“Everyone loves to talk about themselves.”
Shortly after his first stroke: “I’m still going! I can’t wait to get out on the course again.”
“I’m so proud of Alex and all my grandchildren.”
When asked what his favorite color was: “Blond!”
When touching a woman’s sleeve: “Is this felt? It is now.”
“He had Russian hands and Roman fingers!”
“How was your mileage?”
A month before his death: “We can’t afford it!”
On the phone, a week before his death: “Mom and I are having just a great time.”
When the hospice nurse came for the first time: “We all have to die sometime.”
His final words to me: “I Love You”
“In Grace and Dignity, you taught us to live. It was in Grace and Dignity that you taught us to die”.
Love, Your Son
When I was a boy, I pleaded with my father to take us to Daniel Boone State Park in southern Missouri. It was a boyhood dream and the complete adventure as I studied the legend I learned about in school. Unfortunately, the drive home went down a freshly paved country road and my father’s impeccable T-Bird collected tar in the tire wheels and siding. For several hours, my father could only complain about the tar rather than focus on the adventure. While I had vowed not to make the same mistake with my son, my own obsessive discipline and goal-oriented nature has overshadowed many a moment together.
Several days ago, Alex and I embarked on an adventure to register his truck and purchase his first license plates. We searched for the closest DMV and headed out late on a Friday afternoon. After about a half hour of waiting, we realized that we would have to go to a Denver County DMV. A little frustrated, we searched on the phone for a location across town. After battling traffic for 45 minutes we realized that our next location was across the street in another county. Quickly, we searched again and found a Denver location clear across town. We also learned that we had to be there by 4:30 in order to get a ticket for the line. Probably 40 stoplights and numerous traffic jams later, we arrived at the DMV at precisely the moment the officer was locking the door. Shut out. Two hours of driving and we failed to accomplish our goal.
On the long drive back home, I had some of those fatherly thoughts about how some advance research and planning should have been done. Fortunately, I bit my tongue and instead silently reflected upon how I just got to spend two hours in mind numbing traffic with my son. We listened to country music, looked at cool sports cars and trucks and teased each other. While I could see it as a failure and loss of two hours of productive time, the peace of just being with my son seemed far more compelling. It was two hours that I will always remember.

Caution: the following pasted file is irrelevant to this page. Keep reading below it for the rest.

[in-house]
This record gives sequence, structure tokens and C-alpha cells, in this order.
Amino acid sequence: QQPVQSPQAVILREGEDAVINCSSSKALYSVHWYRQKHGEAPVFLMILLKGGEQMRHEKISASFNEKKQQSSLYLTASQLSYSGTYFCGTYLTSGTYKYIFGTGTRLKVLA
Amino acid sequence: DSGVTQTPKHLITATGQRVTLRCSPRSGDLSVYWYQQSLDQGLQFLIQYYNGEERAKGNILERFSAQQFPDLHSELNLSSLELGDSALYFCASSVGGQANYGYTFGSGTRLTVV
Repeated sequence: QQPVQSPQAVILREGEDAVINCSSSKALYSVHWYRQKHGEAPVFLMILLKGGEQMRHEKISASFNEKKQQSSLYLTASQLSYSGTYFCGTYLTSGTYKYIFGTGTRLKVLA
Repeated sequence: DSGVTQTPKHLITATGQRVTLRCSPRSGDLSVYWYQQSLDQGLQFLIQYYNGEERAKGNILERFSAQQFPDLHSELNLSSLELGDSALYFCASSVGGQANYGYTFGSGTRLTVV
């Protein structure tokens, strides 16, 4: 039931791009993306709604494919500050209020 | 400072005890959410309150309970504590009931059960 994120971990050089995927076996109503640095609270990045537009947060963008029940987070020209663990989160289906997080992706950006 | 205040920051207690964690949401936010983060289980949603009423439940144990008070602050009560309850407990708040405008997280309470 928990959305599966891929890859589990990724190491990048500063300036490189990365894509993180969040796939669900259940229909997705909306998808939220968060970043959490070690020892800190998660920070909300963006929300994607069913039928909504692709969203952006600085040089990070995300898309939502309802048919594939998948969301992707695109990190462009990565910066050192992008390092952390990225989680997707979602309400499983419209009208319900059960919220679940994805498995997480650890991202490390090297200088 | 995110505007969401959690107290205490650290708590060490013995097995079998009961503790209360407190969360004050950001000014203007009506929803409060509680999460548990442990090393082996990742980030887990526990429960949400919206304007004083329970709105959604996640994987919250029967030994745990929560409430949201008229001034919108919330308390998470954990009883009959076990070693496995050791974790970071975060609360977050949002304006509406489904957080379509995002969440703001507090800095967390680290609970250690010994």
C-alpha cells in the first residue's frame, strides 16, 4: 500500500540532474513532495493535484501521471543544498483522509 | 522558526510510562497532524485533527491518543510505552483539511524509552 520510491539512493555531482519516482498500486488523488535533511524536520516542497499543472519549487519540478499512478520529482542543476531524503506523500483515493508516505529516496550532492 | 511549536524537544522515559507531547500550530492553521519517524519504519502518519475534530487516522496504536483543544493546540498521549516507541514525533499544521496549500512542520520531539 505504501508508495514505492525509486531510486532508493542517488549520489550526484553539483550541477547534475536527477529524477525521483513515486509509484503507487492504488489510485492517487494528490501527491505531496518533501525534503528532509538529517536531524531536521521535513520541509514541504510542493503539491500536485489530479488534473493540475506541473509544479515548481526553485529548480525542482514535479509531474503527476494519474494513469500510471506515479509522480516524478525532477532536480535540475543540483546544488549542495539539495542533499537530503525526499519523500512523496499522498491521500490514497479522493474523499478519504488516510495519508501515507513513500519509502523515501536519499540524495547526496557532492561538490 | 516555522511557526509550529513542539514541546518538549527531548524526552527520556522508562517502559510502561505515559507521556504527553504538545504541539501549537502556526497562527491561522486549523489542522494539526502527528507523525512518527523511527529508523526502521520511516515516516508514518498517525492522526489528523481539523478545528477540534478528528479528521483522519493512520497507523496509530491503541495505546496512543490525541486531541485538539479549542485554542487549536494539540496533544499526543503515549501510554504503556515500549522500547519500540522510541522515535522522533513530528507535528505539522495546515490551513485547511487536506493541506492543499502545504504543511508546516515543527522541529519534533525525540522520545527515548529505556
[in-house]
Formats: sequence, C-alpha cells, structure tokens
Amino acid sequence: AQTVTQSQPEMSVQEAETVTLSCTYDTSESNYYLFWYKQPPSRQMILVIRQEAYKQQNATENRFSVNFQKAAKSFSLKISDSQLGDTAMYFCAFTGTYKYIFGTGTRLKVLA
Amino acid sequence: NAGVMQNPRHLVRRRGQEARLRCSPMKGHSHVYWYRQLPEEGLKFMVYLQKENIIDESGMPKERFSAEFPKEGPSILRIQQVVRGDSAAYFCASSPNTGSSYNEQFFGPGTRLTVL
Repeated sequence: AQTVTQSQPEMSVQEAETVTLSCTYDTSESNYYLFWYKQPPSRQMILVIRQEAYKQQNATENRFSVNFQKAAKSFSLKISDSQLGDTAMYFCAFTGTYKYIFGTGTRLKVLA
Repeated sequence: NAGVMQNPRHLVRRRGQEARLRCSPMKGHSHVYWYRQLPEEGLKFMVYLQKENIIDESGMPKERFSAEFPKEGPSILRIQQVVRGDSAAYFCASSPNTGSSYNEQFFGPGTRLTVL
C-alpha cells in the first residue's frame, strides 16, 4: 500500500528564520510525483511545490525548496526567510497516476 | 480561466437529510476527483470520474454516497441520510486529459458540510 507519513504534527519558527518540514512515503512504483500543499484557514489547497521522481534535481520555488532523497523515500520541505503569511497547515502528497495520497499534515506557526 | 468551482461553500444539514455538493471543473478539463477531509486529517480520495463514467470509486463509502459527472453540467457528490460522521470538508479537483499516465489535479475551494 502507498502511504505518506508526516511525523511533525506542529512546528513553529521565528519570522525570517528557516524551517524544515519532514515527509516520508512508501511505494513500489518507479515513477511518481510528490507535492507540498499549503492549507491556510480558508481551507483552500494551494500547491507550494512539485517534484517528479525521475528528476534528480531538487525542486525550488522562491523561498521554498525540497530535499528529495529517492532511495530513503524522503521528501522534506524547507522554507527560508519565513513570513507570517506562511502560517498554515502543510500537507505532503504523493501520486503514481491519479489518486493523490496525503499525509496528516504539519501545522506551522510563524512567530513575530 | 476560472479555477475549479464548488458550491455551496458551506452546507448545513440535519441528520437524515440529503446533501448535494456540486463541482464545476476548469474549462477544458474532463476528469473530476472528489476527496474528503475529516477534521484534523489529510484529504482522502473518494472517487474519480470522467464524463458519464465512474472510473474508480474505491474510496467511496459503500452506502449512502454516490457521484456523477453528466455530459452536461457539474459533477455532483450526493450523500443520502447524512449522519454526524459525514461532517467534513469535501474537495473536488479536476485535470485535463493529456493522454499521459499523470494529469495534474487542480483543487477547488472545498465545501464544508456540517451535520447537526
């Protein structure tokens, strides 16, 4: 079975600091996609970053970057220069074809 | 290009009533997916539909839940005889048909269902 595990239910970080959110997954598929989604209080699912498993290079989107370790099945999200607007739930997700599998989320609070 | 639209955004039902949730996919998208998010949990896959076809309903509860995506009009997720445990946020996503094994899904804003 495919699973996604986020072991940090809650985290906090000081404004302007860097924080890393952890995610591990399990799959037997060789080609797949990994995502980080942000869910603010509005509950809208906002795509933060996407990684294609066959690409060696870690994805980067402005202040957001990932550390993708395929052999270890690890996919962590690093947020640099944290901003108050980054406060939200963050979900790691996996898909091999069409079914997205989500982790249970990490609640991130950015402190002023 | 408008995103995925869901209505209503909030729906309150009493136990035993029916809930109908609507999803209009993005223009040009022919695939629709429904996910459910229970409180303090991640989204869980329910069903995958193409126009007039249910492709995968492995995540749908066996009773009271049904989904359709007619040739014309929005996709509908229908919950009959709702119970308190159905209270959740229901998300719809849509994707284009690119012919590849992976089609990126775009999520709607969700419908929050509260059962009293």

Just wanted to say how much both my wife and I enjoyed hearing your keynote talk at SMART GIRL yesterday. You offered such helpful, well-founded information and advice, punctuated by perfect stories and examples that added to your credibility and our learning the important lessons in your message.
Our son turned 12.5 the day before your talk and we are seeing some of the behaviors you highlighted. We left the luncheon in deep discussion and immediately began to apply what we’d learned. We also engaged him in conversation about some of the topics, with good response.
BRAVO! And keep up this good and important work.
Be well and enjoy your springtime adventures.
The Grateful Dad
We plan to have the keynote on our website: craigknippenberg.com.
Several months ago, my wife and I started down the road for adopting a sweet young pre-school girl. Our time with her increased with the frequency of our visits resulting in a play date in her territory this past week. What a great opportunity for adventure time.
We quickly went through books, dolls and the latest electronic toys for young ones. Eventually, we settled into a delightful adventure of the dressed up princess being held captive by the evil rubber snake. Dressed in my terra for a crown and yellow plastic bat for a sword, the King jumped into action to save his princess daughter and return her to her castle. Fortunately for the snake, he was changed into a worm with her magic wand and moved to the castle with her.